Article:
Exploring the Design of Technology Enabled Learning Experiences in Teacher Education that Translate into Classroom Practice
ICT in education
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AbstractThis design-based research is based on three related problems. One, teacher education programs are not providing every pre-service teacher with relevant opportunities to experience learning in technology-rich collaborative learning environments. Two, teacher education programs are not supporting every pre-service teacher in developing as a designer of technology enabled learning experiences, both on campus and in practicum. Three, faculty in teacher education programs are not all adequately prepared to provide their student teachers with the technology enabled learning experiences needed for today and for the future. The research conducted in this study took place in one Canadian province, however the findings address a large-scale problem and speak more broadly than the provincial level, as they are applicable also to the Canadian teacher education landscape and other provinces in Canada. This study provides a deep and detailed analysis of a provincial context that also contributes to a better understanding of the complexities and challenges in teacher education from a Canadian perspective. Participants included teacher candidates, teacher educators, government education consultants, school administration, an educational technology consultant, a cooperating teacher and class observations in a stand-alone ICT course in a teacher education program. Findings were distilled into seven major themes, which were synthesized from an analysis and comparison of multiple forms of data using triangulation and iterative approaches to first and second cycle coding. The major themes were: (i) Stand-alone ICT course versus the infusion model, (ii) Teacher educators need to be role models in teaching and learning with technology, (iii) Experiences in teacher education programs needed for teacher candidates to build self-efficacy, (iv) Teacher educators: profile and self-efficacy, (v) Attitudes towards the role of technology in education can be influenced in teacher education programs, (vi) Practicum experiences are diverse for teacher candidates, and (vii) Institutional planning and support is needed to provide teacher candidates with the experiences needed to become effective teachers. Overall, teacher education programs are called upon to be responsive to the students in their programs if change in education is going to be effective and calling for systemic change supported by all stakeholders involved in teacher education.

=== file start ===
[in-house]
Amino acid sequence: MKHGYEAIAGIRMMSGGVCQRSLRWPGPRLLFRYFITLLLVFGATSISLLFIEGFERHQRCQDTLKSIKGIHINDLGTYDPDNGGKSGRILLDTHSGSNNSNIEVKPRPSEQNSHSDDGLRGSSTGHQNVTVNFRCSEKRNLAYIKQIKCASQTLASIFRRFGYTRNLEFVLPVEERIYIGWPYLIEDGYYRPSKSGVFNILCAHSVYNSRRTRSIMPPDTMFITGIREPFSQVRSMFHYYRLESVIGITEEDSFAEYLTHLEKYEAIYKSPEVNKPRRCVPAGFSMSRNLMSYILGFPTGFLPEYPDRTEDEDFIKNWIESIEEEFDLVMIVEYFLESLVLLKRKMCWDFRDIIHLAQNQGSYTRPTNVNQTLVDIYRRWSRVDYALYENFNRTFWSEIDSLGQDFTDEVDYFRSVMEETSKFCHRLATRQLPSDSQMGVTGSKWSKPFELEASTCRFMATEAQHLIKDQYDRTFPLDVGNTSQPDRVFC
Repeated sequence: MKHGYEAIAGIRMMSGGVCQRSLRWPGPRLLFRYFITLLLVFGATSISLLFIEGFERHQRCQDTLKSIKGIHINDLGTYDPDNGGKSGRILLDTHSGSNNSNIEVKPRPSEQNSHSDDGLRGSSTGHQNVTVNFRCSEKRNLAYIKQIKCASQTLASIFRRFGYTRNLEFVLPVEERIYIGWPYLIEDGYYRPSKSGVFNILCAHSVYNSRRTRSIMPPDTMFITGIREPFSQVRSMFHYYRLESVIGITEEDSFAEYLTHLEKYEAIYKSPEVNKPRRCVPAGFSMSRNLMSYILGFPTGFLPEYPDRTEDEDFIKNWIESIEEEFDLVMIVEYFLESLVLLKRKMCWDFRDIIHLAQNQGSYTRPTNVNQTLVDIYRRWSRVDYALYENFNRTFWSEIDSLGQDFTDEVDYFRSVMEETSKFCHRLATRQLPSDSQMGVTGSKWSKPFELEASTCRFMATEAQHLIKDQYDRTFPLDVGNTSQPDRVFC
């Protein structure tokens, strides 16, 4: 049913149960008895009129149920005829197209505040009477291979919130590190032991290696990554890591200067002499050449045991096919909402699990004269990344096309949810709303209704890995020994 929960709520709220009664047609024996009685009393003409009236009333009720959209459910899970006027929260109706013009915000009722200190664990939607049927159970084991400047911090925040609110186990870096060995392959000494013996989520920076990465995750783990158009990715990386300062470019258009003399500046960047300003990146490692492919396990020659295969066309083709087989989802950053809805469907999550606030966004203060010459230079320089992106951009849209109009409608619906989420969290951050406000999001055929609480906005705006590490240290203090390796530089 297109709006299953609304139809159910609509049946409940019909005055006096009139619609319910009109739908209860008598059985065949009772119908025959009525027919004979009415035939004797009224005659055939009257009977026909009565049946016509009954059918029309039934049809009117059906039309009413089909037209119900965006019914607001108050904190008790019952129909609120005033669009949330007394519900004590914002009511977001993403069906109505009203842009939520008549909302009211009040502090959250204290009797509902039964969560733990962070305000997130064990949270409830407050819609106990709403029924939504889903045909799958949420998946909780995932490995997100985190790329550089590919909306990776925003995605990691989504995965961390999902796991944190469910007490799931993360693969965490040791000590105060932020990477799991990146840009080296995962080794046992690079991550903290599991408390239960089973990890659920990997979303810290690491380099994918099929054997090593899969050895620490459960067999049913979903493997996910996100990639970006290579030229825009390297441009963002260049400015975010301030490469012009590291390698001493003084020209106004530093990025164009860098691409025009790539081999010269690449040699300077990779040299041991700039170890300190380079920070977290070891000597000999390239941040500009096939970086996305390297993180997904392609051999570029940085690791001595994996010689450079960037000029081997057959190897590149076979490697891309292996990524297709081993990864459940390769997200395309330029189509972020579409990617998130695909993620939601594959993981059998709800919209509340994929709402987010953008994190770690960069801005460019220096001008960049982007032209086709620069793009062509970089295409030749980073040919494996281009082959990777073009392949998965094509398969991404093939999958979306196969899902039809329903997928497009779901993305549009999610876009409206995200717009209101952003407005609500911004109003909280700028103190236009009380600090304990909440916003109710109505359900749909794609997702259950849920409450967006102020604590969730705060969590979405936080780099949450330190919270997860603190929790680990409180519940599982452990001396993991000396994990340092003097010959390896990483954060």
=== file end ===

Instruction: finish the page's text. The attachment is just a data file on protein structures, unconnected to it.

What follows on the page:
CitationBrown, E. (2017). Exploring the Design of Technology Enabled Learning Experiences in Teacher Education that Translate into Classroom Practice (Unpublished doctoral thesis). University of Calgary, Calgary, AB. doi:10.11575/PRISM/26108
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